One of the weirdest (that I can actually mention here) was in our film class, where we were set to watch the film Taxi Driver. We were ravenous, so we did what one naturally does and trooped along to Subway and ordered two entire cookie platters. Because reasons. Obviously we couldn’t finish it. So we took it into the film threatre and passed it around in the dark. It one point I believe someone started using it as a frisbee, scattering cookies and crumbs over us while Robert De Niro coasts around NYC with a bad haircut and sub nose revolver. Again, not mind-blowing stuff, but that’s all your getting from me. Other less interesting stuff was when a moron posted on 4chan that he would shoot up the university for kicks. Obviously nothing happened, but we could have done without the scare.

So yes, I had a good time there. But it was time to leave. Some classes were nothing more than pointless filler, or in some cases based on the teacher’s agenda – something that went to higher authorities more than one. Other times I just did not feel I was being taught anything practical, especially in creating writing. Some classes were incredible, others less so. There’s only so long you can take people seriously when you’re sitting in a lecture hall listening to someone ramble on about document/collage poetry when you’re signing contracts for Nature and Macmillan to purchase your work.

But I digress. Essentially: university was good and I enjoyed it in many ways, but it was holding me back in many ways as well. Time to move on.

For my own writing, I sold eight pieces of original fiction, all of which were semipro or higher and two of which were to Nature/Macmillan. I still pinch myself when I see the Macmillan publishers logo stamped beneath my stories. One of them, Daega’s Test, is currently being translated into Polish by Szortal. I also managed to reach the position of Finalist in the prestigious Writers of the Future contest Q3. I did not make the top three, but I will know within a week or two if I am the Published Finalist. Here’s hoping.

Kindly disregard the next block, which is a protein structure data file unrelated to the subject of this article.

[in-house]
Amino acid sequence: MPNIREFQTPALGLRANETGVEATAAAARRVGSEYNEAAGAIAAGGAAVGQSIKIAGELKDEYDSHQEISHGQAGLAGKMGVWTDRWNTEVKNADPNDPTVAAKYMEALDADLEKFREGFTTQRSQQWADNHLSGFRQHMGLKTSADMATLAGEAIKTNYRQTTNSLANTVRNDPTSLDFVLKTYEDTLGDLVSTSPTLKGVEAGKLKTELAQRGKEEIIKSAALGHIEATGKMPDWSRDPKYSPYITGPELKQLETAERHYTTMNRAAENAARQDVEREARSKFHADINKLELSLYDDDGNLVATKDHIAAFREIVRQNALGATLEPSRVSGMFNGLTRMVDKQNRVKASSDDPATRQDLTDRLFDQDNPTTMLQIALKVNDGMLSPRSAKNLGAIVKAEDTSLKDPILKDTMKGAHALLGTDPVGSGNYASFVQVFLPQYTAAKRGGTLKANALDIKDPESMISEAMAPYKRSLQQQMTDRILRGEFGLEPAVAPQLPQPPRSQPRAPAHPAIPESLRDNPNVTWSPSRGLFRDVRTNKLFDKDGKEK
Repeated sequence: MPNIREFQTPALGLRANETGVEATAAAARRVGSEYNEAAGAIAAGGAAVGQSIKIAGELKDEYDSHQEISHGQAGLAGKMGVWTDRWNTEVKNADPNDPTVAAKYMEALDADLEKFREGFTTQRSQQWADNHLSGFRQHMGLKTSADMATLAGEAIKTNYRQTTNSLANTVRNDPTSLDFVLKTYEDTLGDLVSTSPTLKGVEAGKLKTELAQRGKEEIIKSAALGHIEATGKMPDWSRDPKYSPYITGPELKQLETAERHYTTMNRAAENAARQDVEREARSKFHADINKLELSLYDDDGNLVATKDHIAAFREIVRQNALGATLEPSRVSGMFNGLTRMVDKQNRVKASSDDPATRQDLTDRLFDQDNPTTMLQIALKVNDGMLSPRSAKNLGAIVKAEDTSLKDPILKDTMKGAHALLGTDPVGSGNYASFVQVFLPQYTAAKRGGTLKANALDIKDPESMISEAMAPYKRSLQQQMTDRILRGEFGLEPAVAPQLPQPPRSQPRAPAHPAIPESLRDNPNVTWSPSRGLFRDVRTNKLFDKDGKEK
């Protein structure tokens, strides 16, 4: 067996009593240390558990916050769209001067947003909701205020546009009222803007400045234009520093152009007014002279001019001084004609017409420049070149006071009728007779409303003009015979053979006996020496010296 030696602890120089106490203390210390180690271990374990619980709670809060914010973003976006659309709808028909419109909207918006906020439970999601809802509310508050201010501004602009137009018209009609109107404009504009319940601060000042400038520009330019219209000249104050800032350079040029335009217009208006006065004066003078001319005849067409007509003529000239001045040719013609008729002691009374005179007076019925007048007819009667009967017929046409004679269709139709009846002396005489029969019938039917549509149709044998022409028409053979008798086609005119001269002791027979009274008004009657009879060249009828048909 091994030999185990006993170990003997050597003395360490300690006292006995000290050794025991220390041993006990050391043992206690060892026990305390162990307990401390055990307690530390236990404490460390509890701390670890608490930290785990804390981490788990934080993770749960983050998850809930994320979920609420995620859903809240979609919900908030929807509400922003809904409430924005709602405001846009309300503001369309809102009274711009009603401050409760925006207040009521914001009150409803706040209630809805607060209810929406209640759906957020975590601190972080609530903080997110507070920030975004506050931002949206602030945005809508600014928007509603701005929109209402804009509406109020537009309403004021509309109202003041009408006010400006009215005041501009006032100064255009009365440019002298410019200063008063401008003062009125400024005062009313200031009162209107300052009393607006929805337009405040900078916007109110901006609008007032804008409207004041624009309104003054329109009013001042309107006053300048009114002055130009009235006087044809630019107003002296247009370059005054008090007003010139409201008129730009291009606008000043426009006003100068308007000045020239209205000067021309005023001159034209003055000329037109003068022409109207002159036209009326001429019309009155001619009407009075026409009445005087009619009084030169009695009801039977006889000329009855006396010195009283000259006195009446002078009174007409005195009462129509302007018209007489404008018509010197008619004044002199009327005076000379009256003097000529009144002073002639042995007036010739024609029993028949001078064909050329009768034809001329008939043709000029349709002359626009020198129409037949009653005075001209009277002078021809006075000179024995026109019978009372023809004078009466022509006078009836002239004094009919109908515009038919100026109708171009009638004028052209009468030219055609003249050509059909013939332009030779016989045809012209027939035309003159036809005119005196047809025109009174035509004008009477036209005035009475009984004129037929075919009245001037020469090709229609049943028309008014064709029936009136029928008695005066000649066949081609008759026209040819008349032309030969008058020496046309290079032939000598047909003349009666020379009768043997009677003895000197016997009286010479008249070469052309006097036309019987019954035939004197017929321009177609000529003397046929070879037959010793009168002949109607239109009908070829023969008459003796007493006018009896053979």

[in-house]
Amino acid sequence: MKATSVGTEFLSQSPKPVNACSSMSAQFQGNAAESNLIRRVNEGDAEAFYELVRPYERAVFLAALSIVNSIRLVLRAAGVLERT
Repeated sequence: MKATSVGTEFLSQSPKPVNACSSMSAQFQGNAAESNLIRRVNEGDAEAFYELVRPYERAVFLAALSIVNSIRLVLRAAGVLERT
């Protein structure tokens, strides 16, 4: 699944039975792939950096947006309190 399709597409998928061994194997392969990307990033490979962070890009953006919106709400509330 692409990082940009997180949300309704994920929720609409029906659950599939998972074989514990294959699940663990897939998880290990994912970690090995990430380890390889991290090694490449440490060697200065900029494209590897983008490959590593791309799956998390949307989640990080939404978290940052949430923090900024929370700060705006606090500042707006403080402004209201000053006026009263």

I also sold 13 reviews and essays, 4 of which have not yet been written as of yet, but are secured. 3 of them are to Strange Horizons, which is awesome. They published my review of Predestination back in January and I am still immensely grateful. And currently I am writing the official review for Star Wars: The Force Awakens for them. Not feeling the pressure at all.

The other significant essay was to legendary John Joseph Adams over at Lightspeed slash Nightmare. I’m going to be part of the People of Colour Destory Science-Fiction anthology, launching in June 2016 in paperback. It was a difficult essay to write and while I’ve never been one to shy away from speaking my mind, I had to dredge up some old childhood memories that I’d rather not talk about too often. But it was important and relevant and I decided to do it, and I’m going to be proud of it when the anthology launches with over 100+ other authors. I’m excited to see the line-up, very much so, but I’m even more excited to finally sell to John Joseph Adams and be published in Lightspeed, something I’ve been trying to do for 2 years now, which is 1/10 of my life.